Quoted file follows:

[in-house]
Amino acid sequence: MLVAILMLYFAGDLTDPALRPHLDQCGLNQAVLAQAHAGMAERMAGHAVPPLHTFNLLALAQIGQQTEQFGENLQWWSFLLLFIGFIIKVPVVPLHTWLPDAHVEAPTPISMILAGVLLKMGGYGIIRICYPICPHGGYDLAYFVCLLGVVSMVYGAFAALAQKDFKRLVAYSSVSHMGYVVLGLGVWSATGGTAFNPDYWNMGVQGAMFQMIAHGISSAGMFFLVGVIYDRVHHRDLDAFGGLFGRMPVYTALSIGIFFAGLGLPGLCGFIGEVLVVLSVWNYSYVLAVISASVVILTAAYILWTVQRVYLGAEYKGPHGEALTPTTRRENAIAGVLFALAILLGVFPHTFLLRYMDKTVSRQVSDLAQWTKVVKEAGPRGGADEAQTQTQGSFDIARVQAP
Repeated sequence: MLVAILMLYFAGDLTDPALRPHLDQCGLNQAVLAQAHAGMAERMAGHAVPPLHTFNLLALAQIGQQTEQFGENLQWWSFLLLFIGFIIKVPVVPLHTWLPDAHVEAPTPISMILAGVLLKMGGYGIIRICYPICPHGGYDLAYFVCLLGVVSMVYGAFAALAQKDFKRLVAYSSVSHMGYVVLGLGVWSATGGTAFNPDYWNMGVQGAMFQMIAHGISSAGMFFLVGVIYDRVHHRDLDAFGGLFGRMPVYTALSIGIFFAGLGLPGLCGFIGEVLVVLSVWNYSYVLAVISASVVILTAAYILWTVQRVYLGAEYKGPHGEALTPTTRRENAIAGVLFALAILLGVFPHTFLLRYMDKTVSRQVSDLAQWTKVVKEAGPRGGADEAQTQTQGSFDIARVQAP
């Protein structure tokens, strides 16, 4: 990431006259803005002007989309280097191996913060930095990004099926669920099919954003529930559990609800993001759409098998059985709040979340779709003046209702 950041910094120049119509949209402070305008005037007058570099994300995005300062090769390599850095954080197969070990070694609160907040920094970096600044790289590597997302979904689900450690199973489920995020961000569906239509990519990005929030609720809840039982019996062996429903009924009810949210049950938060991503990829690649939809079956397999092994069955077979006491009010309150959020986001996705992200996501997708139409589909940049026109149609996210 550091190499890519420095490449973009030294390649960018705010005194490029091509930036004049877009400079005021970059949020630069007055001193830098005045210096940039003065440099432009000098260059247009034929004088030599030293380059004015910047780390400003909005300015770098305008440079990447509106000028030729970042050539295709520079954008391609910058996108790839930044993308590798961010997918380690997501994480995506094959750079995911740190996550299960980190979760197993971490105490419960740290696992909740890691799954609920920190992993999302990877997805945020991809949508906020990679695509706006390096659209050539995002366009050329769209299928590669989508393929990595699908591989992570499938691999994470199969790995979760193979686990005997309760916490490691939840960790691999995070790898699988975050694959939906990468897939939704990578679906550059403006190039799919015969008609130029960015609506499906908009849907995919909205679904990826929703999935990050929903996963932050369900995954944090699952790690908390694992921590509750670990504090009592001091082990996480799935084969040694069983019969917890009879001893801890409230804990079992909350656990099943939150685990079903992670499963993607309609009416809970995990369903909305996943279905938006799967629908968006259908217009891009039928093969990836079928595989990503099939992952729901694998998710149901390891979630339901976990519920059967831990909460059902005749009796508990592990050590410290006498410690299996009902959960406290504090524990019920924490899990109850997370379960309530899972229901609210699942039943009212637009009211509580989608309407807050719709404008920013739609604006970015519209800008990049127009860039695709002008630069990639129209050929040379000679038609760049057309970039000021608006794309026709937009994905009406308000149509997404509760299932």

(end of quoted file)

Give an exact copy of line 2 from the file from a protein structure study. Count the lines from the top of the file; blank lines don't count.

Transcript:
Amino acid sequence: MLVAILMLYFAGDLTDPALRPHLDQCGLNQAVLAQAHAGMAERMAGHAVPPLHTFNLLALAQIGQQTEQFGENLQWWSFLLLFIGFIIKVPVVPLHTWLPDAHVEAPTPISMILAGVLLKMGGYGIIRICYPICPHGGYDLAYFVCLLGVVSMVYGAFAALAQKDFKRLVAYSSVSHMGYVVLGLGVWSATGGTAFNPDYWNMGVQGAMFQMIAHGISSAGMFFLVGVIYDRVHHRDLDAFGGLFGRMPVYTALSIGIFFAGLGLPGLCGFIGEVLVVLSVWNYSYVLAVISASVVILTAAYILWTVQRVYLGAEYKGPHGEALTPTTRRENAIAGVLFALAILLGVFPHTFLLRYMDKTVSRQVSDLAQWTKVVKEAGPRGGADEAQTQTQGSFDIARVQAP